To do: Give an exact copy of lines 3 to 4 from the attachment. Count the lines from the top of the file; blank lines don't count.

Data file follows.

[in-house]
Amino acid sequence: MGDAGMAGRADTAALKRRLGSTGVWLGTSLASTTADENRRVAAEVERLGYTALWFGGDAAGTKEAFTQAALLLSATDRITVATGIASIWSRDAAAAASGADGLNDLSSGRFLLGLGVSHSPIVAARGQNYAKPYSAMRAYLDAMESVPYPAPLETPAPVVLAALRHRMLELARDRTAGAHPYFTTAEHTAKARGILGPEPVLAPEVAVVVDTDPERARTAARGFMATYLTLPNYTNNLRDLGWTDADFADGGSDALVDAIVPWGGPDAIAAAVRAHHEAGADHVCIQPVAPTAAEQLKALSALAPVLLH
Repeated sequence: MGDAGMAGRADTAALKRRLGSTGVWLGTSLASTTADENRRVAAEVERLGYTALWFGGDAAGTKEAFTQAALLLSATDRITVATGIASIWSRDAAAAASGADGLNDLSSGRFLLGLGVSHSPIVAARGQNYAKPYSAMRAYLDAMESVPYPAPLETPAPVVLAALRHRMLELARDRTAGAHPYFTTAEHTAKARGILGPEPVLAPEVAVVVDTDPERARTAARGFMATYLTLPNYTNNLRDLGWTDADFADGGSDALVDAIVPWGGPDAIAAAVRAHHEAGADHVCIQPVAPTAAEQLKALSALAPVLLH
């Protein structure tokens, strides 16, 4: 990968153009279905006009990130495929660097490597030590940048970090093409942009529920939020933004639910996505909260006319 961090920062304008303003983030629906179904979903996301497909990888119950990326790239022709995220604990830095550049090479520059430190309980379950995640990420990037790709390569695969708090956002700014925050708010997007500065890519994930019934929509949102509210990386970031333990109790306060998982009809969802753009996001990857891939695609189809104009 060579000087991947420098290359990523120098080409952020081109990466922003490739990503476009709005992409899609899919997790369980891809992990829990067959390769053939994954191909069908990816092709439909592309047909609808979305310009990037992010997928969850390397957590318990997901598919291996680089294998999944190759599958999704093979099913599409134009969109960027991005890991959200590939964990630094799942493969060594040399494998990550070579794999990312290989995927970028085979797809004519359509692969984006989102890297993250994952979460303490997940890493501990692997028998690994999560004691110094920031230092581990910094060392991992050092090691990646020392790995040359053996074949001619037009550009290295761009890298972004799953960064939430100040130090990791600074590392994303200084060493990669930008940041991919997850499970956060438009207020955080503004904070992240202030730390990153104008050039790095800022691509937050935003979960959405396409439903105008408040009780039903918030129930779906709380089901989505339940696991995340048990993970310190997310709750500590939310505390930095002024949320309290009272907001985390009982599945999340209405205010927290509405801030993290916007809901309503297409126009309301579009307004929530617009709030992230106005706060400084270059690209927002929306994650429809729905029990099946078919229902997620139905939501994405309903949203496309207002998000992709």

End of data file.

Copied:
Repeated sequence: MGDAGMAGRADTAALKRRLGSTGVWLGTSLASTTADENRRVAAEVERLGYTALWFGGDAAGTKEAFTQAALLLSATDRITVATGIASIWSRDAAAAASGADGLNDLSSGRFLLGLGVSHSPIVAARGQNYAKPYSAMRAYLDAMESVPYPAPLETPAPVVLAALRHRMLELARDRTAGAHPYFTTAEHTAKARGILGPEPVLAPEVAVVVDTDPERARTAARGFMATYLTLPNYTNNLRDLGWTDADFADGGSDALVDAIVPWGGPDAIAAAVRAHHEAGADHVCIQPVAPTAAEQLKALSALAPVLLH
């Protein structure tokens, strides 16, 4: 990968153009279905006009990130495929660097490597030590940048970090093409942009529920939020933004639910996505909260006319 961090920062304008303003983030629906179904979903996301497909990888119950990326790239022709995220604990830095550049090479520059430190309980379950995640990420990037790709390569695969708090956002700014925050708010997007500065890519994930019934929509949102509210990386970031333990109790306060998982009809969802753009996001990857891939695609189809104009 060579000087991947420098290359990523120098080409952020081109990466922003490739990503476009709005992409899609899919997790369980891809992990829990067959390769053939994954191909069908990816092709439909592309047909609808979305310009990037992010997928969850390397957590318990997901598919291996680089294998999944190759599958999704093979099913599409134009969109960027991005890991959200590939964990630094799942493969060594040399494998990550070579794999990312290989995927970028085979797809004519359509692969984006989102890297993250994952979460303490997940890493501990692997028998690994999560004691110094920031230092581990910094060392991992050092090691990646020392790995040359053996074949001619037009550009290295761009890298972004799953960064939430100040130090990791600074590392994303200084060493990669930008940041991919997850499970956060438009207020955080503004904070992240202030730390990153104008050039790095800022691509937050935003979960959405396409439903105008408040009780039903918030129930779906709380089901989505339940696991995340048990993970310190997310709750500590939310505390930095002024949320309290009272907001985390009982599945999340209405205010927290509405801030993290916007809901309503297409126009309301579009307004929530617009709030992230106005706060400084270059690209927002929306994650429809729905029990099946078919229902997620139905939501994405309903949203496309207002998000992709």